This book is the official history of British Cabinet Secretaries, the most senior civil servants in UK government, from the post-war period up to 2002.
In December 1916 Maurice Hankey sat at the Cabinet table to take the first official record of Cabinet decisions. Prior to this there had been no formal Cabinet agenda and no record of Cabinet decisions. Using authoritative government papers, some of which have not yet been released for public scrutiny, this book tells the story of Hankey’s post-war successors as they advised British Prime Ministers and recorded Cabinet’s crucial decisions as the country struggled through the exhaustion that followed World War II, grappled with a weak economy that could not support its world ambitions, saw the end of the post-war economic and social consensus and faced the 9/11 attack on the Twin Towers symbol of Western dominance. It looks at events through the eyes of politically neutral senior civil servants, the mandarins of Britain. It shows how the dramatic foreshortening of timescales and global news have complicated the working lives of those who daily face the deluge of potentially destabilising events – the skills required to see dangers and opportunities around corners, when to calm things down and when to accelerate action; why secrecy is endemic when government comes close to losing control or when political ambition threatens self-destruction.
This book will be of great interest to students of British politics, British history and British government.
'Ian Beesley has had unprecedented access to the files of half-a-dozen of Whitehall's ultimate men of secrets, the Cabinet Secretaries -- the powerful yet elusive figures at the elbows of successive prime ministers. His pages brim with knowledge of who they were, how they did their job and all set in the wider political context of their time in office. Anyone interested in how British government works will learn heaps from this book.’-- Peter Hennessy, Attlee Professor of Contemporary British History at Queen Mary, University of London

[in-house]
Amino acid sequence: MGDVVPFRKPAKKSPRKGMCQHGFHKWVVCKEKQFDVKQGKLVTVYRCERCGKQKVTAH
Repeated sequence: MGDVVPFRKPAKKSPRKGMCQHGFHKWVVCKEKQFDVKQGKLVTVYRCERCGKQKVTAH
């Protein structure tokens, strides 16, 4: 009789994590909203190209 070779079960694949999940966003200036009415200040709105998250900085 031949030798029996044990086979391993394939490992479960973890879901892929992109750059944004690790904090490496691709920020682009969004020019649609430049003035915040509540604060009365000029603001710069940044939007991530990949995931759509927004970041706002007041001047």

'In preparing the authorised biography of Margaret Thatcher, I have been struck by how much modern Prime Ministers owe to the Cabinet Secretary of the day. Yet the public know very little about these people, what they do, and how much good government depends upon their wisdom and cool judgment. Now, thanks to this book, with its full use of official records, we all have the chance to find out.’-- Charles Moore, author of Margaret Thatcher: The Authorised Biography
'In the 100-year existence of the Cabinet Office there have been just 11 Cabinet Secretaries and little is known about their role, styles and influence. That gap has now been filled by this detailed account of the post-war years to 2002.’ -- Gus O’Donnell, Cabinet Secretary, 2005-11
1. To make Ministers appear more competent than they could possibly be
2. The Craftsman - Sir Norman Brook 1947-62
3. The Mandarins’ Mandarin - Sir Burke Trend 1963-73
4. Iron fist in Velvet Glove - Sir John Hunt 1973-79
5. The Ultimate Courtier - Sir Robert Armstrong 1980-87
6. Captain of the First XI - Sir Robin Butler 1987-97
7. Mission Impossible - Sir Richard Wilson 1998-2002
The Government Official History series began in 1919 with wartime histories, and the peacetime series was inaugurated in 1966 by Harold Wilson. The aim of the series is to produce major histories in their own right, compiled by historians eminent in the field, who are afforded free access to all relevant material in the official archives. The Histories also provide a trusted secondary source for other historians and researchers while the official records are not in the public domain. The main criteria for selection of topics are that the histories should record important episodes or themes of British history while the official records can still be supplemented by the recollections of key players; and that they should be of general interest, and, preferably, involve the records of more than one government department.